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Who's 'The Biggest Loser' in 2020?

TownHall Latest columns - Thu, 09/12/2019 - 19:01
It was another great week for President Donald Trump.

God Takes a Beating on Television

TownHall Latest columns - Thu, 09/12/2019 - 19:01
It's a fallacy to suggest that in the news media, business trumps politics.

Buttigieg Distorts Logic and Scripture on Abortion

TownHall Latest columns - Thu, 09/12/2019 - 19:01
Buttigieg says the GOP likes "to cloak itself in their language of religion."

Trump: ‘I don’t believe’ Israel is spying on US

Fox News (Politics) - Thu, 09/12/2019 - 18:17
President Trump cast doubt Thursday on a report that the Israeli government may be spying on the United States, touting the strength of the U.S.-Israel relationship.

US to share name of Saudi suspected of aiding 9/11 attackers

Fox News (Politics) - Thu, 09/12/2019 - 18:11
The Justice Department decided Thursday that it would reveal a key new development in a lawsuit against Saudi Arabia for its alleged involvement in the 9/11 attacks - the previously redacted identity of an individual believed to be connected to the Saudi government who aided the hijackers. 

Gabbard warns that DNC debate qualifications could make voters think ‘the fix is already in’

Fox News (Politics) - Thu, 09/12/2019 - 18:00
Democratic presidential candidate Rep. Tulsi Gabbard, D-Hawaii, will not be participating in Thursday night’s debate, and she accused the Democratic National Committee’s qualification system of sowing distrust among voters.

Knives were out for Bolton at all levels, from Mulvaney aide on up

Fox News (Politics) - Thu, 09/12/2019 - 17:35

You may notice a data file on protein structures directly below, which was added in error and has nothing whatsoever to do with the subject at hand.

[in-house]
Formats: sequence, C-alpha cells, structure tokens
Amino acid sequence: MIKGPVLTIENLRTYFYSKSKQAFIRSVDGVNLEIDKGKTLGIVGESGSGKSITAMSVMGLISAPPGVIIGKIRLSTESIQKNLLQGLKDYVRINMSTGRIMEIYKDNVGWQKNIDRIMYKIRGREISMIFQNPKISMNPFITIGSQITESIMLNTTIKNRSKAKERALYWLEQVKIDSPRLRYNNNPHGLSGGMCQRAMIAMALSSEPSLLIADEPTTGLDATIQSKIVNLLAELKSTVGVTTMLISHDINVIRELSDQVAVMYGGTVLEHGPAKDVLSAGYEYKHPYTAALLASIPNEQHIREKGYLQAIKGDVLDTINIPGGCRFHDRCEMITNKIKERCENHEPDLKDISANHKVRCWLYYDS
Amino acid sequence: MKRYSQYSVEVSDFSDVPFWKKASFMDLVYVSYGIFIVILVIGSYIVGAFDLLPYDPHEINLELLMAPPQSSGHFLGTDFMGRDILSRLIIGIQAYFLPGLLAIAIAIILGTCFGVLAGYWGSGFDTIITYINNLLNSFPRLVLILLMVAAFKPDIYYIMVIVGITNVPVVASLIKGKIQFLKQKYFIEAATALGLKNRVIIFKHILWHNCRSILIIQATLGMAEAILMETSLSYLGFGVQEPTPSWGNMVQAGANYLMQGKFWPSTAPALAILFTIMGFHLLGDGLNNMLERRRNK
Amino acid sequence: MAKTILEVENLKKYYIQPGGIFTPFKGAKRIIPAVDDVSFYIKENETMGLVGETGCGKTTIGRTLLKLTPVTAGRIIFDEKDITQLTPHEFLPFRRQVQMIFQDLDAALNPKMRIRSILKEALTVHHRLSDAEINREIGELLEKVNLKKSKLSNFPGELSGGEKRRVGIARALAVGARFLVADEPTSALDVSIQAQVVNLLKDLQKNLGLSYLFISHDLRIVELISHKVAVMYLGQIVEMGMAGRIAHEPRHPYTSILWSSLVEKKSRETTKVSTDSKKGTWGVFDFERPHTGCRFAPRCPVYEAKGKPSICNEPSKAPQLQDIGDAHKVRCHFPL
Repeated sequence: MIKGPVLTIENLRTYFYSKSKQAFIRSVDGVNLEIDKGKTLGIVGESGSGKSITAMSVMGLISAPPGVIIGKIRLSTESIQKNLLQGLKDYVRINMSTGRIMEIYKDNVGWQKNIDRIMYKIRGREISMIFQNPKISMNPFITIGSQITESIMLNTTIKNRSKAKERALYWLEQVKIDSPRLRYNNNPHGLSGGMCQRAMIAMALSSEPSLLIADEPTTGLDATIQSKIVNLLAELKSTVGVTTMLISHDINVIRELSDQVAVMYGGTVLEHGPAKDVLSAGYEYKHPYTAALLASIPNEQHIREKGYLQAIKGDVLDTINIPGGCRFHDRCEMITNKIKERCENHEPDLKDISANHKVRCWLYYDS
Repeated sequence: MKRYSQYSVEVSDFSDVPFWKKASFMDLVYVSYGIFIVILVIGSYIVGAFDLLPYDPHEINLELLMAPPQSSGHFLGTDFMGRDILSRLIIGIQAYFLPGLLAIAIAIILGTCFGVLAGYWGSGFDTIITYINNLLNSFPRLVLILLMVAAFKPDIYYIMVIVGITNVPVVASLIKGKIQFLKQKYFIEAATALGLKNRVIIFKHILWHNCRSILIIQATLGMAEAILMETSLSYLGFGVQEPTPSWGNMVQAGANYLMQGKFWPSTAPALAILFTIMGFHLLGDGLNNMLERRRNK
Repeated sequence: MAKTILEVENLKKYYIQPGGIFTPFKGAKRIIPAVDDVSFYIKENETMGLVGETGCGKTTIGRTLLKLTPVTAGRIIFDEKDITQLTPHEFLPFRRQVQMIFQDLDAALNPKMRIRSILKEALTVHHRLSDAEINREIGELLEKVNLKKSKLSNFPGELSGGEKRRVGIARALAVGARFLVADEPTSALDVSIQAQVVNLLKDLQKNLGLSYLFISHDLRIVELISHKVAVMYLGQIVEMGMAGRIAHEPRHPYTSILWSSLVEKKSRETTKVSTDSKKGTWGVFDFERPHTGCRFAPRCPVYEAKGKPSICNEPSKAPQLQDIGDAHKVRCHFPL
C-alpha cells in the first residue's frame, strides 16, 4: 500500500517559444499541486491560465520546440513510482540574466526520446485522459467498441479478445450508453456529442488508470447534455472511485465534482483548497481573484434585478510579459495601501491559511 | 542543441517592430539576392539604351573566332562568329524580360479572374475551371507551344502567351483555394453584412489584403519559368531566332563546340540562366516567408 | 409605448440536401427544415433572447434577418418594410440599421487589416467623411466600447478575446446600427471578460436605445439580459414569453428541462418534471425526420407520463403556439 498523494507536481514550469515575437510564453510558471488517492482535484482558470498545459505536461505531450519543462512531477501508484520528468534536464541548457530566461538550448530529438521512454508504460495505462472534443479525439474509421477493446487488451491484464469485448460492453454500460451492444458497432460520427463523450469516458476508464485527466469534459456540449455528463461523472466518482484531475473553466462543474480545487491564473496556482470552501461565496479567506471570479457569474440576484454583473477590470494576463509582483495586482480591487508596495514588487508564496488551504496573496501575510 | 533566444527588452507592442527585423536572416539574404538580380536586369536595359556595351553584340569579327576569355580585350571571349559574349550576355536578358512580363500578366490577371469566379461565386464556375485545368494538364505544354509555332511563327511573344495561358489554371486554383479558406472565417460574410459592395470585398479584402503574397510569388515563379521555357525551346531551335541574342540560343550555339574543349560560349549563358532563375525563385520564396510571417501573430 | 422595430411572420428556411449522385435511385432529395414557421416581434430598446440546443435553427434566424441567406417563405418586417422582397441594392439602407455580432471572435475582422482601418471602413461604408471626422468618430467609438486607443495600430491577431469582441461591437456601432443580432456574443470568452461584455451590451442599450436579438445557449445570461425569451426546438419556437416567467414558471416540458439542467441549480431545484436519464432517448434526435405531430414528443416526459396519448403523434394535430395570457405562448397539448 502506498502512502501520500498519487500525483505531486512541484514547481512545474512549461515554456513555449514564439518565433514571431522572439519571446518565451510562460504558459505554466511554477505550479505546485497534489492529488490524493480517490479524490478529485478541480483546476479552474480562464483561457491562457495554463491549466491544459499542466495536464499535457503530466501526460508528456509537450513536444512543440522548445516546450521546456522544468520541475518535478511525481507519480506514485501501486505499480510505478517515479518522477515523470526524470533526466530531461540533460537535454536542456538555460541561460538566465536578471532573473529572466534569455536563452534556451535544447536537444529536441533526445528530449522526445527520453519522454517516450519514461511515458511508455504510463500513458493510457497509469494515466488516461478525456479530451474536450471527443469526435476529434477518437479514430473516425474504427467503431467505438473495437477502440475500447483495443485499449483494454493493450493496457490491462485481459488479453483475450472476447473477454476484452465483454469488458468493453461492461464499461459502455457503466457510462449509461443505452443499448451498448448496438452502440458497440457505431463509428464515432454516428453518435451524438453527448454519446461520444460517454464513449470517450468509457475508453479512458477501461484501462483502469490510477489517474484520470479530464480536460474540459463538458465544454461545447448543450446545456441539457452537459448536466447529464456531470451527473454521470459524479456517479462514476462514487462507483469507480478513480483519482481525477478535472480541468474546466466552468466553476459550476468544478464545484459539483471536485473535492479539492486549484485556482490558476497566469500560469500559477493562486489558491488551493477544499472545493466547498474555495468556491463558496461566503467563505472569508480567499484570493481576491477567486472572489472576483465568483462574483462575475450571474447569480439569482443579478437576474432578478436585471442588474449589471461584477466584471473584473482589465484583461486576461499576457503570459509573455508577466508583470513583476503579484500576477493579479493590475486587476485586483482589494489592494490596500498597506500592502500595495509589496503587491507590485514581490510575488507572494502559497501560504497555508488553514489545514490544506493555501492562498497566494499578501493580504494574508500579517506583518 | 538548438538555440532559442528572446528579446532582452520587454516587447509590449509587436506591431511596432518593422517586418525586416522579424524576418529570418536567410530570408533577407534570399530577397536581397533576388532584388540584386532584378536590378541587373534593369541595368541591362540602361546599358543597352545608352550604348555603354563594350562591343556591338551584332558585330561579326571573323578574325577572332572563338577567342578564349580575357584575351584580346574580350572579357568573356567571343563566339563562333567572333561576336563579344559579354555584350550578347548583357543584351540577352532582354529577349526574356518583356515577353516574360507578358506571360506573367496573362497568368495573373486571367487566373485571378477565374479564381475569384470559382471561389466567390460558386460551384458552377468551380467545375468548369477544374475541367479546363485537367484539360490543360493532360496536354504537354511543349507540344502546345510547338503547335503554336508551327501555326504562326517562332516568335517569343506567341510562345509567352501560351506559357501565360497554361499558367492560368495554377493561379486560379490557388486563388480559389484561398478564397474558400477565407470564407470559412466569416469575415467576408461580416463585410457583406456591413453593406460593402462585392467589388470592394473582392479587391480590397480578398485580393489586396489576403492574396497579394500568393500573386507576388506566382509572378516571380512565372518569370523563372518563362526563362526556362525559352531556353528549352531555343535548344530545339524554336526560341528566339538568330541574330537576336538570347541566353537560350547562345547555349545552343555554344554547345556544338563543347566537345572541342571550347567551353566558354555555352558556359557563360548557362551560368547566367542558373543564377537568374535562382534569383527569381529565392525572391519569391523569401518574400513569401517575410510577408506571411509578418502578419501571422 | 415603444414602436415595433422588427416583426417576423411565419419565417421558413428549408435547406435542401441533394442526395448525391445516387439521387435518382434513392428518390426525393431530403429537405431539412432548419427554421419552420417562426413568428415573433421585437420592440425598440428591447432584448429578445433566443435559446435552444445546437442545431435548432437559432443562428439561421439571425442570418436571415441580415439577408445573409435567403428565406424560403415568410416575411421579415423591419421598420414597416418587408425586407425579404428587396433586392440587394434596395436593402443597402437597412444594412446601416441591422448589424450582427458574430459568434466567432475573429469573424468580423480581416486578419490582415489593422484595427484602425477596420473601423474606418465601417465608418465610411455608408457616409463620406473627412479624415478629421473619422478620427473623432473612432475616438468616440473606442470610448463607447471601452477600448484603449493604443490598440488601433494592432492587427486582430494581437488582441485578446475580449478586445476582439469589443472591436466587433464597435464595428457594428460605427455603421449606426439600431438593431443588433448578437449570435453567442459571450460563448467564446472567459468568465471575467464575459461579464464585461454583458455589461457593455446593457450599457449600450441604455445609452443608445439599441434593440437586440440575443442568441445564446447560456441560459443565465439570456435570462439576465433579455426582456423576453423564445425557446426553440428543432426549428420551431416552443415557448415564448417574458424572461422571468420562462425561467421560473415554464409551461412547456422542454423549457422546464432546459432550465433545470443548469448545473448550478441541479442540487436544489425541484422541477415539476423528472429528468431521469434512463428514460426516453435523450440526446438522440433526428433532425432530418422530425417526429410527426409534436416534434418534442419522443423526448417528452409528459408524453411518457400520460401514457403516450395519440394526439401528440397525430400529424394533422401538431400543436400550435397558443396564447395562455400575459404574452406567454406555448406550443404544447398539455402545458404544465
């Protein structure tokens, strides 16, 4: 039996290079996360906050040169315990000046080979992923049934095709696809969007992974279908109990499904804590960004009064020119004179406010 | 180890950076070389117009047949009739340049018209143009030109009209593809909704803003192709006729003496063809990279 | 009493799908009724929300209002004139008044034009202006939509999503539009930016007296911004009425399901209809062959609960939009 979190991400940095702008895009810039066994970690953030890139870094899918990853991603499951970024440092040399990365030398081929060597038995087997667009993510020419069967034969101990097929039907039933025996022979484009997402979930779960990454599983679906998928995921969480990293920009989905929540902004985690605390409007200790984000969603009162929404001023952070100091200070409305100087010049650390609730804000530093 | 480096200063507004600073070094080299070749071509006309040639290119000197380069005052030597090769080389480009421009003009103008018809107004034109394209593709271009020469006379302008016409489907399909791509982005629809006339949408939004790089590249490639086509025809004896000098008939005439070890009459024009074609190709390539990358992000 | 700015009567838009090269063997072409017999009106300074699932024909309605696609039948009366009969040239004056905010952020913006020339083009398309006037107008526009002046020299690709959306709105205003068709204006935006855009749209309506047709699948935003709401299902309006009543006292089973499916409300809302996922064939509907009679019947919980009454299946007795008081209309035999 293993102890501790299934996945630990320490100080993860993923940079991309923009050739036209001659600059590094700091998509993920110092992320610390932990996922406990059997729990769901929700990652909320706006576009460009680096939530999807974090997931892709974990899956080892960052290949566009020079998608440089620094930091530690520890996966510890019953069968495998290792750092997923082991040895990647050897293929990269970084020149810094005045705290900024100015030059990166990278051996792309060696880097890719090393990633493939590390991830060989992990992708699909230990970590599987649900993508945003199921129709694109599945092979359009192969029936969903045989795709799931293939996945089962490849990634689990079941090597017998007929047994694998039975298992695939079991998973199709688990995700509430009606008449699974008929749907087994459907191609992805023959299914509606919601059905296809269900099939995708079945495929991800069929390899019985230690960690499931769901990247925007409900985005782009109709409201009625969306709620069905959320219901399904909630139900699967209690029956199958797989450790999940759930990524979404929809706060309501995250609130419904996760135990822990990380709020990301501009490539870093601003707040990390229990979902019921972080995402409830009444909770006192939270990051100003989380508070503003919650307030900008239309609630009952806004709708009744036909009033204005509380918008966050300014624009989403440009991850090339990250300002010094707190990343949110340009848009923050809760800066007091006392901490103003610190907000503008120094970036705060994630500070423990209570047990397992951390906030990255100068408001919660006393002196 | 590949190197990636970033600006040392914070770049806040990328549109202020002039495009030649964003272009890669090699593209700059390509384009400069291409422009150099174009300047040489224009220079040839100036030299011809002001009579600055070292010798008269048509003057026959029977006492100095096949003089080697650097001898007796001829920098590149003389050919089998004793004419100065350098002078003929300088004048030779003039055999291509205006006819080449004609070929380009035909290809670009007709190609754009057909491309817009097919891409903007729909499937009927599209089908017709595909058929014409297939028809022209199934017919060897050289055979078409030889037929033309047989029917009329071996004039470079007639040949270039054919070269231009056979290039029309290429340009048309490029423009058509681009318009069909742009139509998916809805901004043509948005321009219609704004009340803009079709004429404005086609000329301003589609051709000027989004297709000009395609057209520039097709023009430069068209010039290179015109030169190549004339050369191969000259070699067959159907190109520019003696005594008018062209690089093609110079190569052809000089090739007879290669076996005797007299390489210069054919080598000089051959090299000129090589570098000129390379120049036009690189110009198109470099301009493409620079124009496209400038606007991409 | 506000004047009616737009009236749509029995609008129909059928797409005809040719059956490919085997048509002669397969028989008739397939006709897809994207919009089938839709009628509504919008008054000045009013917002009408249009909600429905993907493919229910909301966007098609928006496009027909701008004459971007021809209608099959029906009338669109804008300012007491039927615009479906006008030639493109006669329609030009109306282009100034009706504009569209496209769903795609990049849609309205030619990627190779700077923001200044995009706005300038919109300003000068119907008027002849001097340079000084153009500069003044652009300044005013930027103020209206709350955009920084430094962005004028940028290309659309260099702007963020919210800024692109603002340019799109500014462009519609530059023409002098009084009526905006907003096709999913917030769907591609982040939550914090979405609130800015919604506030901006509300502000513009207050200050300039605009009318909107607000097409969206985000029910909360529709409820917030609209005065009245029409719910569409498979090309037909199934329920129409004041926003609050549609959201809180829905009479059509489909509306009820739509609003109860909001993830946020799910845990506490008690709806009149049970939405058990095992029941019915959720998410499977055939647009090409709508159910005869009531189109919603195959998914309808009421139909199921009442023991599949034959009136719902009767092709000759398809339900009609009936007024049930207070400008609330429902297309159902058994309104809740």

The departure of national security adviser John Bolton this week was the culmination of months of sharp-elbowed conflicts between the foreign policy hawk and officials at all levels of the administration -- with sources revealing even a quietly influential aide to the White House chief of staff was lobbying for his ouster. 

Ted Cruz to oppose Trump appeals court nominee over religious liberty concerns: report

Fox News (Politics) - Thu, 09/12/2019 - 17:28
Sen. Ted Cruz, R-Texas, plans to oppose one of President Trump's nominees for the 5th Circuit Court of Appeals due to concerns over his record on religious liberty.

At Houston debate, surging Warren is toe-to-toe with Biden for first time

Fox News (Politics) - Thu, 09/12/2019 - 17:24
A surging Elizabeth Warren will have her first chance to confront primary front-runner Joe Biden on the debate stage Thursday night, as the top 10 Democrats running for president square off in Houston at a critical moment in the race.

Biden campaign rejects moderate label, swipes at plan-obsessed rivals ahead of debate

Fox News (Politics) - Thu, 09/12/2019 - 16:51
The Biden campaign previewed its debate strategy for Thursday night by making at least two things clear: The former vice president will reject efforts to cast him as an incremental moderate. And he'll call on his rivals to do more than just wave around an arsenal of policy proposals.

Lawmakers urge release of ex-Marine detained in Russia on espionage charges

Fox News (Politics) - Thu, 09/12/2019 - 16:24
Members of Congress on Thursday introduced a bipartisan measure calling for the release of former U.S. Marine Paul Whelan, who has been detained in Russia since December on espionage charges amid deteriorating health and tough conditions.

Supreme Court Justice Neil Gorsuch on the Constitution, law and his fellow Justices

Fox News (Politics) - Thu, 09/12/2019 - 15:53
Supreme Court Justice Neil Gorsuch labels himself an “Originalist.”

Trump administration lifts hold on $250M in military aid for Ukraine

Fox News (Politics) - Thu, 09/12/2019 - 15:29
The Trump administration has released $250 million in military aid for Ukraine, lawmakers announced Thursday as they were set to rebuke the administration for initially holding up the money.